20=1 star, 40=2 stars, 60=3 stars, 80= 4 stars, 100=5 stars
Summary : Oppressive rulers are often first the oppressed who never overcome their own states of torment and abuse.
Eugene O’Neill’s universal and timeless, The Emperor Jones was written and performed in the 1920s, but its themes have remained strikingly current throughout the decades. Enjoying its second revival (the first in 2009), at Irish Repertory Theatre, its present iteration is delivered with a forceful propulsion that carries it with a resounding crash into the political climate of today as it recalls how leaders achieve and maintain power through idealization, myth, fabrication, and manipulation of their followers’ fears and uncertainties.
The production (it has been extended until the 21 of May), is directed by Ciarán O’Reilly with precision and a fearful, thrilling relentlessness as the protagonist is brought to heel by his own inner terrors and eventual self-immolation. O’Reilly ably shocks us with the volcanic dynamism of the play’s age-old themes: social/cultural abuse and inhuman treatment beget a return on “investment” blow for blow, nightmare for nightmare, insanity for insanity.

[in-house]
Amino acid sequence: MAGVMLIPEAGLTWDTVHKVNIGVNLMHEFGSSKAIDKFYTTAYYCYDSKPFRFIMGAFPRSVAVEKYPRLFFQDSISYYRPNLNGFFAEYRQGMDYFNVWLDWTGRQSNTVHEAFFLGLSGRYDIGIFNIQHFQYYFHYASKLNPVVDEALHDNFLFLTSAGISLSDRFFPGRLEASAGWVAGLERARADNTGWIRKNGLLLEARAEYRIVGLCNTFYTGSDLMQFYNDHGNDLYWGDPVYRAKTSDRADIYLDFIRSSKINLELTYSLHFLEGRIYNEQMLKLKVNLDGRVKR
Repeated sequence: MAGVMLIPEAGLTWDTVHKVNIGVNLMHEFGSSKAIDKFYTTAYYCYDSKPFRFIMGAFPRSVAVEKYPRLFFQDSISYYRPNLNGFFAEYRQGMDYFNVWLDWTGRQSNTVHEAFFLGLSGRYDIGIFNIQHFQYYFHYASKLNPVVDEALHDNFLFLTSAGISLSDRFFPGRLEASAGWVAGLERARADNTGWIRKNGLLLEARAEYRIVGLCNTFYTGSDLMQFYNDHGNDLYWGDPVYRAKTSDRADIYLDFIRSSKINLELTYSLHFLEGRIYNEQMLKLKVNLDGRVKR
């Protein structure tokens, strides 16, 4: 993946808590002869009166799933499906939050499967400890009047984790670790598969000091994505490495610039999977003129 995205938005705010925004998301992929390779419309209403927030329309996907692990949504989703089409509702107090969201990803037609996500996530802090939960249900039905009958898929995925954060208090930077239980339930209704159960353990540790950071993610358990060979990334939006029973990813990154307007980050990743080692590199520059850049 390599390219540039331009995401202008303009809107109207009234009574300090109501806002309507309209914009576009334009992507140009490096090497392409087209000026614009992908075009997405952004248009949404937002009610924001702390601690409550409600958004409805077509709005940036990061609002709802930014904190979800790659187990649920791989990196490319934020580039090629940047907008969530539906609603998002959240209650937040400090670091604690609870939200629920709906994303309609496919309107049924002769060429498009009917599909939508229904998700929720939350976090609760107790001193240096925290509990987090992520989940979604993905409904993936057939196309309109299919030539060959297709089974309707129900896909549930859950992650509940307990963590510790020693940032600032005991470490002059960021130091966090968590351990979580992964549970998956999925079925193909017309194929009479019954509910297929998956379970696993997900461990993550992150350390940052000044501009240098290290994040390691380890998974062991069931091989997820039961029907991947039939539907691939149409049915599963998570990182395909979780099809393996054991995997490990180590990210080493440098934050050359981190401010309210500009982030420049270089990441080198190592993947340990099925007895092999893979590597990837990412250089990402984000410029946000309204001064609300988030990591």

As we experience the inevitable and eerie end of Jones, portrayed by Obi Abili in a bravura, mesmerizing performance, we once again confront the most bleak illumination of the human condition. Unless the macabre demons of the human soul are continually confronted and exorcised by the one whom they attempt to victimize, no one is safe, least of all the victim who seeks to control his inner turmoil by oppressing and brutalizing others. It is doubly impossible to overcome the misery, if the culture has forced the victim to internalize such fears with an iron hand using its own brand of oppression, intimidation, and abuse.
Such is the story of the garden-variety dictator and despot, who abused, abuses others. Such is the hell-raising, mythic story of the “Emperor Jones,” a self-appointed autocrat who rules his subjects with ferocity and enriches himself from their labors.
Jones, a former Pullman porter has been socially/racially oppressed and abused as a black man in the southern United States in the early 20th century, which we learn through a series of Jones’ revelations during the action of the play. Jones attempts to escape his past and the justice which inevitably will be coming for him (he killed a black man, was tried and jailed and during the torments on a chain-gang, kills a white guard). He makes a successful prison-break and flees to an island whose government is dubiously corrupt and whose society is in various stages of revolt, anxious for a leader to take them away from their cultural trials.